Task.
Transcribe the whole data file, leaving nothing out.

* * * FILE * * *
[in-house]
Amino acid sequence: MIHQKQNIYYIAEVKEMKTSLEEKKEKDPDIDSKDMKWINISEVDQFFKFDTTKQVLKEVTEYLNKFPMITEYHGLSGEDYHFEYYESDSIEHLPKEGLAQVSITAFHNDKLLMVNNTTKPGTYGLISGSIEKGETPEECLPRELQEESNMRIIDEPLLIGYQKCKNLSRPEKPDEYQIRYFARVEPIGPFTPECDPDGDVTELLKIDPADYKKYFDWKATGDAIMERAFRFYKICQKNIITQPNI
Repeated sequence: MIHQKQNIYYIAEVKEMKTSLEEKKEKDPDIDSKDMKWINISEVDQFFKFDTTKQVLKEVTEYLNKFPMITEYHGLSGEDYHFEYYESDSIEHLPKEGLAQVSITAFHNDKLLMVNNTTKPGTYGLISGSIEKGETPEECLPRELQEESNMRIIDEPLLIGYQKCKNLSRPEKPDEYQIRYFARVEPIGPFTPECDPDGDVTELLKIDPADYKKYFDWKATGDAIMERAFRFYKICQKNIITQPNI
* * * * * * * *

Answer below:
[in-house]
Amino acid sequence: MIHQKQNIYYIAEVKEMKTSLEEKKEKDPDIDSKDMKWINISEVDQFFKFDTTKQVLKEVTEYLNKFPMITEYHGLSGEDYHFEYYESDSIEHLPKEGLAQVSITAFHNDKLLMVNNTTKPGTYGLISGSIEKGETPEECLPRELQEESNMRIIDEPLLIGYQKCKNLSRPEKPDEYQIRYFARVEPIGPFTPECDPDGDVTELLKIDPADYKKYFDWKATGDAIMERAFRFYKICQKNIITQPNI
Repeated sequence: MIHQKQNIYYIAEVKEMKTSLEEKKEKDPDIDSKDMKWINISEVDQFFKFDTTKQVLKEVTEYLNKFPMITEYHGLSGEDYHFEYYESDSIEHLPKEGLAQVSITAFHNDKLLMVNNTTKPGTYGLISGSIEKGETPEECLPRELQEESNMRIIDEPLLIGYQKCKNLSRPEKPDEYQIRYFARVEPIGPFTPECDPDGDVTELLKIDPADYKKYFDWKATGDAIMERAFRFYKICQKNIITQPNI